Monday, October 10, 2016

Pennsylvania Opinion finds participating in program like Avvo Legal Services to be unethical

For the third time in four months, a state bar ethics committee has warned attorneys that participating in an Avvo like client referral program would be unethical.  Similar to opinions in Ohio and South Carolina, and to rules revisions in Florida, the Pennsylvania Bar Association Committee on Legal Ethics and Professional Responsibility issued Formal Op. 2016-200 holding that attorneys risk violating several ethics rules if they participate in a program like Avvo Legal Services.

I have not been able to find a copy of the opinion yet, but an article in the BNA/ABA Lawyers’ Manual on Professional Conduct reports that it finds a number of problems with the way the program is set up an implemented. For example, it finds that what Avvo claims is a marketing or advertising fee does “not correspond to any traditional model of compensation for advertising,” that the program improperly “delegates to a non-lawyer several critical decisions and functions that fall within the exclusive domain of the practice of law,” that it interferes with attorneys’ duty to exercise independent professional judgment, that it hampers a lawyer's ability to comply with Rule 1.16(d), which requires lawyers to refund any fees that have not been earned at the end of a representation, that the management of the fees constitutes commingling and a violation of the duty to safeguard client property and that it threatens the confidentiality of information related to the representation.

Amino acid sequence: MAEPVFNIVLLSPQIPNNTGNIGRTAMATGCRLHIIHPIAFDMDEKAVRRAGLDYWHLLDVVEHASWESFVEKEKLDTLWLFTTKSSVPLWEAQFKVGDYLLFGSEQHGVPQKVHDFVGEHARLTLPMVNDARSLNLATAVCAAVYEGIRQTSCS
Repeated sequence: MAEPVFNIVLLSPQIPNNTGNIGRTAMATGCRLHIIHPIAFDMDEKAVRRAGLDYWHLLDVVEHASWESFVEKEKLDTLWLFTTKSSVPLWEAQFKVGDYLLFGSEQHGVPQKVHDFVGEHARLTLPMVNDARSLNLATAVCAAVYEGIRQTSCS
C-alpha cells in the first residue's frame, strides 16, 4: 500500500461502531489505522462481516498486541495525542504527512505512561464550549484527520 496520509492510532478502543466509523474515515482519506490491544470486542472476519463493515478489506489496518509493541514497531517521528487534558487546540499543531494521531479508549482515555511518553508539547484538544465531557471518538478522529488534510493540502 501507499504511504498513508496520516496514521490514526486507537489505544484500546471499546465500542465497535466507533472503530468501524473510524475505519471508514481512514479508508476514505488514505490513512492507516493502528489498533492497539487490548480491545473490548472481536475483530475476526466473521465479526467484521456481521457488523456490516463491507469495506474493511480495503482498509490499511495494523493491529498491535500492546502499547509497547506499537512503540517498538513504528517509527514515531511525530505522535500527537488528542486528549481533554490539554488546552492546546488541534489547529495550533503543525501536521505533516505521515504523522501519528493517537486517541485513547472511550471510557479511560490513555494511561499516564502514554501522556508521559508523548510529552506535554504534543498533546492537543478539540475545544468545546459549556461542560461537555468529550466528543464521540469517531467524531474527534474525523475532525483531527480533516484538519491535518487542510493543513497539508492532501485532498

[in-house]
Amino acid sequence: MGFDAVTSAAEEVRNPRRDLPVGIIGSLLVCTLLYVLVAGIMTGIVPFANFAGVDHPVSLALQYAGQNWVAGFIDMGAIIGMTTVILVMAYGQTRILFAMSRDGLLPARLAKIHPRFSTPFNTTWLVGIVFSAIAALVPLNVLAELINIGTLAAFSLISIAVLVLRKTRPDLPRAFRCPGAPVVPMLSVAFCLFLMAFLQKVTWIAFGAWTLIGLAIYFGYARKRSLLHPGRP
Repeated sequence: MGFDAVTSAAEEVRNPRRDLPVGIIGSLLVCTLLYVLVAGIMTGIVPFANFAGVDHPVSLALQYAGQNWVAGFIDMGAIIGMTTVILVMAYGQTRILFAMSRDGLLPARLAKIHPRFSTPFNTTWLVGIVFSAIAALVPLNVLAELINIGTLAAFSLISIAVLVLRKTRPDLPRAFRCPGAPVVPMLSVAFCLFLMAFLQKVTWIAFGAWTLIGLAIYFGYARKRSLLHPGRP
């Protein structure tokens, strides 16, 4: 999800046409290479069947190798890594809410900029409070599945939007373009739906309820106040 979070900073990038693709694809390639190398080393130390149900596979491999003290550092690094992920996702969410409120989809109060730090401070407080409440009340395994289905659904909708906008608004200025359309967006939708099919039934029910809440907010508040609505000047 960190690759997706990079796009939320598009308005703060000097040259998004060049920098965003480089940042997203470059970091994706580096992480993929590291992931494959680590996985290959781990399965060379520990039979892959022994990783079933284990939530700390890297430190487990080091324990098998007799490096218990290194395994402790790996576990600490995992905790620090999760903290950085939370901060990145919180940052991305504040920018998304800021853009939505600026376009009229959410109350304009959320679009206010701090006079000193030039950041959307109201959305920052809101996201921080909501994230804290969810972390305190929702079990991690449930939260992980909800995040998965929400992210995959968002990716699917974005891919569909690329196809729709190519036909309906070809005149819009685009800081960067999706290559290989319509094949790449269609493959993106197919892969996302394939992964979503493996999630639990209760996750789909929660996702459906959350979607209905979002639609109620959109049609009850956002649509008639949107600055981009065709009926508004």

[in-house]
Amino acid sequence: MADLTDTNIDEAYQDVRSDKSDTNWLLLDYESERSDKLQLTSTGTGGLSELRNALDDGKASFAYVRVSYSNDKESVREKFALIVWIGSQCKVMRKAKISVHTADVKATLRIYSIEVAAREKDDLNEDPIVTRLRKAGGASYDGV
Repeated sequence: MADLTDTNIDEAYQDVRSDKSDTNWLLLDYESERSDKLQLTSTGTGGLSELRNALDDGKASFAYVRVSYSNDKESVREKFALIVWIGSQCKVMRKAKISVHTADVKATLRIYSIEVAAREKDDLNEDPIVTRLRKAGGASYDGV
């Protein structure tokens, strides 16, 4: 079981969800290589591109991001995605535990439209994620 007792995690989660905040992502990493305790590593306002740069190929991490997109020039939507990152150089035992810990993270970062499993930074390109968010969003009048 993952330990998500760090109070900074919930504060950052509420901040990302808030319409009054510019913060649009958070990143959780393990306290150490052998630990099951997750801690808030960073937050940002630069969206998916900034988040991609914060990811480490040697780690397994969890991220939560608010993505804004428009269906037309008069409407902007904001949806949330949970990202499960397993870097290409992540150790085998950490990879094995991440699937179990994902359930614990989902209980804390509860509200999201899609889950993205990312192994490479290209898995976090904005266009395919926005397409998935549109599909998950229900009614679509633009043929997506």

This comes as no surprise to me, or to longtime readers of this blog.  I have argued both here and in an upcoming article, that under the current regulatory system, Avvo Legal Services puts lawyers in positions to violate a number of rules and that Avvo's arguments to the contrary are not convincing.  See here, here and here for example.

However, saying that participating in Avvo Legal Services would violate the rules is not the end of the issue.  The question then becomes whether the rules should be changed to accommodate what Avvo wants to do. Interestingly, I don't think this is what Avvo has been arguing in response to the opinions around the country.  Instead of saying that the rules should be changed, Avvo typically argues that the rules don't apply or should not be followed.

Others, on the other hand, have been making more thoughtful arguments.  For example, solo attorney-blogger Carolyn Elefant has published an interesting post in My Shingle in which she argues why the rules should be changed to allow services like Avvo Legal Services to operate the way they want to.  Among other things, she argues that rules should not require lawyers to use trust accounts at all, which I imagine will be controversial.

Also, Professor Milan Markovic (Texas A&M) criticizes the approach of some of the opinions on Avvo as mechanistic.  You can read his comment here.

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